“There have been a number of customers who have done a great job in terms of water [usage,]” Lewis said. “So if you are at 10 [CCF] getting down to eight may be difficult so we will work with those water users.”
For Claremont, and the region, it’s 2015 all over again, as we return to mandatory water restrictions. Seven years ago there was considerable consternation over dead or dying trees and the brown public parks across town. But much has changed since then, according to Public Information Officer Bevin Handel.
The city has been removing turf from parklands where it is practical, and replacing old water-hungry plantings with drought-tolerant species on drip systems. Handel cited the landscaping at city hall as an example of an area which has been completely overhauled to lower water demand.
“We want to reduce our water usage, but we have also put in different systems which are more efficient,” Handel said. “We have the smart irrigation meters that test the soil, they are able to tell the soil conditions and water accordingly.
City staff will be coordinating with Golden State to fulfill its 20% reduction in usage, but hope to avoid the brown park phenomenon this year, particularly forathletic fields that are used by the city’s many sports teams.
“We have been through this and have a plan. It’s easier than it was in 2015.” Handel said.
The city will be conducting an informational campaign on watering both personal and city trees including advice on deep watering, which is good for maintaining trees’ health. The smaller municipal trees will be outfitted with water bags again and residents are encouraged to help by watering the street trees in front of their homes.
“If we notice [street trees] are not getting enough water we will have to put in place some kind of plan to supplement watering,” Handel said.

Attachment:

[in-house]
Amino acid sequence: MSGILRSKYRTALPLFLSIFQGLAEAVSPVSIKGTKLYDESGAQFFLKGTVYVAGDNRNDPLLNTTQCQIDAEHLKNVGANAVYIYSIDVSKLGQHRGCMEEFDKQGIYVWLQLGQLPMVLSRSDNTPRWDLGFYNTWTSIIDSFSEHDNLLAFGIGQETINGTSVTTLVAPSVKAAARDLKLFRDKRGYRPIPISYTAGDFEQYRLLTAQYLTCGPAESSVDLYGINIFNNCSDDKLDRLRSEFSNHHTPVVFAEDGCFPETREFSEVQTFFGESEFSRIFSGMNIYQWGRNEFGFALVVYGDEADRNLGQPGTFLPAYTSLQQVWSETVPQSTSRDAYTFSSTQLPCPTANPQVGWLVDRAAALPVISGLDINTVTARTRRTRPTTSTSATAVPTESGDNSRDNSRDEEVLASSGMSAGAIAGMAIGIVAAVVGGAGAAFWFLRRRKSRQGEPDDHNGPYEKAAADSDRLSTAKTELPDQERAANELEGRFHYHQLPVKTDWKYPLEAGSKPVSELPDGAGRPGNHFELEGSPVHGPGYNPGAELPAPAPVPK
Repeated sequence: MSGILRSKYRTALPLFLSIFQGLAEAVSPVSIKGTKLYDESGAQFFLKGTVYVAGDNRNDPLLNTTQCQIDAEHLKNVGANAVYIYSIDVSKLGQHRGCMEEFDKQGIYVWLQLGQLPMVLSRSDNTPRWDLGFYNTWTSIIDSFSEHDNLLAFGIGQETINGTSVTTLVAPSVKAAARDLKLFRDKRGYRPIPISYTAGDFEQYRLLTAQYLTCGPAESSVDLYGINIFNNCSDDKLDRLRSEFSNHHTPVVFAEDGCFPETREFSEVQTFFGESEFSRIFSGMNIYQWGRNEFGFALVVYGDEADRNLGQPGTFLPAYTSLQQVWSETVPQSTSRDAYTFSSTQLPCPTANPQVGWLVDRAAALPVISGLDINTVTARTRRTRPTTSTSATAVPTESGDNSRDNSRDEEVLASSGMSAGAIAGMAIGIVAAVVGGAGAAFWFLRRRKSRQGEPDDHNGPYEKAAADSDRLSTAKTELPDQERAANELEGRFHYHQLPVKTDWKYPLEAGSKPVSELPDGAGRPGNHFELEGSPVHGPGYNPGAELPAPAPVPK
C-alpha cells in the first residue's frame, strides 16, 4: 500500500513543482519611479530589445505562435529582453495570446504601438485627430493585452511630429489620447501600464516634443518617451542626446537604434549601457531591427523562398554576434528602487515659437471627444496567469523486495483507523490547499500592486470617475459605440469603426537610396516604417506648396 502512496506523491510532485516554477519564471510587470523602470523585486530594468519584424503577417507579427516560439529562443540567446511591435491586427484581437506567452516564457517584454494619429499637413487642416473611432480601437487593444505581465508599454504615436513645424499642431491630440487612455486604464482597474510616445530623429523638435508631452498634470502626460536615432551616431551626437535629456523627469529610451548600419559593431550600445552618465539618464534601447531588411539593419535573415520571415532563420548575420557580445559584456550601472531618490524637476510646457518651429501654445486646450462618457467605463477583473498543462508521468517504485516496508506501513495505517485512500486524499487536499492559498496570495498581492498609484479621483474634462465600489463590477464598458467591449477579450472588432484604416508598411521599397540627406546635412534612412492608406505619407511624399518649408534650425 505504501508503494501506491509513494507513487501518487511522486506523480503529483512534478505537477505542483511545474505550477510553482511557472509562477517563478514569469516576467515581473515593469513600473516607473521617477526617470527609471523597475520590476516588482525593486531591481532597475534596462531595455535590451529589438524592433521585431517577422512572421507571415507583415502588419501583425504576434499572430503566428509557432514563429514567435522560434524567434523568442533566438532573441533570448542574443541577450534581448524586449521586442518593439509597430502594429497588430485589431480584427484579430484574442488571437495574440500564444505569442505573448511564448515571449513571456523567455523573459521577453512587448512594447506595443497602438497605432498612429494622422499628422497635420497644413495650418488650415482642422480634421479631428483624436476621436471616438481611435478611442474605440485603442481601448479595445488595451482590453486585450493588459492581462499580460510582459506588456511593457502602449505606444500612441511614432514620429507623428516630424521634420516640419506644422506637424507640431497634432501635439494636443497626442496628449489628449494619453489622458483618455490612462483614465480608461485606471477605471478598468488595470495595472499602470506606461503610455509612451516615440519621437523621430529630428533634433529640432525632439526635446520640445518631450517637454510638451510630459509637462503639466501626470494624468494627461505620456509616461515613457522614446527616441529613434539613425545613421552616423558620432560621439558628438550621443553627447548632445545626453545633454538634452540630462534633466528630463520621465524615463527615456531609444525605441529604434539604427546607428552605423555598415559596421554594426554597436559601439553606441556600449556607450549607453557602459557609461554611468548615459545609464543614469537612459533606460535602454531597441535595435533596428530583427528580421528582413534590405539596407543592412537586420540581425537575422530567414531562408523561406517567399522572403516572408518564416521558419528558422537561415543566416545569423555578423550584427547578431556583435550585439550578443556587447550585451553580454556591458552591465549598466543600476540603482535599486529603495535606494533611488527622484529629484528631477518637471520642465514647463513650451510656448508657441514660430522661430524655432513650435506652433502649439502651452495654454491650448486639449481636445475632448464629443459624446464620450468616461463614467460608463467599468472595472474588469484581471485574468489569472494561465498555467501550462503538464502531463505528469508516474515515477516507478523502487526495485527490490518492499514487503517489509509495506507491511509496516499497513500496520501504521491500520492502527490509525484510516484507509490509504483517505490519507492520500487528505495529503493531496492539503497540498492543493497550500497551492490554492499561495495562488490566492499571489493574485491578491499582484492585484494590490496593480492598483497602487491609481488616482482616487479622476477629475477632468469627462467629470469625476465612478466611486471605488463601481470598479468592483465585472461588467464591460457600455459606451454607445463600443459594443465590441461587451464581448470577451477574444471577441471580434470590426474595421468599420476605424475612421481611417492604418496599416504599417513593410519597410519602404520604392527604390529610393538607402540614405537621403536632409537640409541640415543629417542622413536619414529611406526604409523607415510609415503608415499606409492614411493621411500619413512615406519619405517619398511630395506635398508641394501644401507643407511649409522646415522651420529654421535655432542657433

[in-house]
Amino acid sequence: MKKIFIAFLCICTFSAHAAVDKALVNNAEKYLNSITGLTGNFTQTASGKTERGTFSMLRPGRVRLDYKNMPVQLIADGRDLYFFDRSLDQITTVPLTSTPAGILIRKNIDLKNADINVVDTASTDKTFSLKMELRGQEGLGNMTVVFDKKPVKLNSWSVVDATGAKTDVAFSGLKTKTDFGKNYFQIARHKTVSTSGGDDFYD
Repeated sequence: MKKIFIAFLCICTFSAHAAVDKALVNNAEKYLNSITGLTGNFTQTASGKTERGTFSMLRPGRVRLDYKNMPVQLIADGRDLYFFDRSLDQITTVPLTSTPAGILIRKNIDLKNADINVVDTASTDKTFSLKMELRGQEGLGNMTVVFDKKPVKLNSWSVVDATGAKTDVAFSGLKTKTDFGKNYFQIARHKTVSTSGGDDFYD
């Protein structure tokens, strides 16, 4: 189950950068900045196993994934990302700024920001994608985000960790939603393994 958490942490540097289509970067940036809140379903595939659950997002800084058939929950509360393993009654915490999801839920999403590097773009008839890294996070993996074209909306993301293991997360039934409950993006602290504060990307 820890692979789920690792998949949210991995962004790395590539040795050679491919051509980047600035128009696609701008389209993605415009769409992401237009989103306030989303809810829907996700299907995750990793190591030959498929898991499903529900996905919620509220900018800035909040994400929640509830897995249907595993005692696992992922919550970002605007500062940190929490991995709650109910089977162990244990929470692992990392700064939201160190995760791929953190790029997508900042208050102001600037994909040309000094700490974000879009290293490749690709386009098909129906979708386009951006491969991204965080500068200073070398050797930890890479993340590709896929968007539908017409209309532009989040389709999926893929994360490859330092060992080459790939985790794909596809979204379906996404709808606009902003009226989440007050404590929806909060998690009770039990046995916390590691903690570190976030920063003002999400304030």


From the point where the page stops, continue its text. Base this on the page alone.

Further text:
According to the National Weather Service, Claremont has received 13.73 inches of rain during the current season, which began on October 1, 2021. That’s within the normal range for the rainy months, however, the drought is a multi-year event, meaning it takes more than one “normal” year to replenish the groundwater.
“The challenge we have is that we are in a chronic drought, so if you go back and look at it for the last five years, you see those issues when its been really dry.” Lewis said. “So what we are finding out is when we get a good rain event, the water is replenishing the soil.”
He used the example of a dry sponge that if left out in the rain will soak up a lot of water before a puddle forms, so even with nearly 14 inches of rain, the water basin is still not sufficiently recharged.
Golden State sources about 45% of it water from the State Water Project and the rest from local sources. As such, it is heavily affected by the restrictions coming from the state agency, which are tied to precipitation levels in Northern California, in particular the Sierra snowpack.
“The snowpack is really important because that gives the slow release throughout the summer and continues our water supply as we move through the summer, and this year we did not get the rainfall and the snowpack associated with it. That is why the Department of Water Resources and the State Water Project declared this emergency,” Lewis said.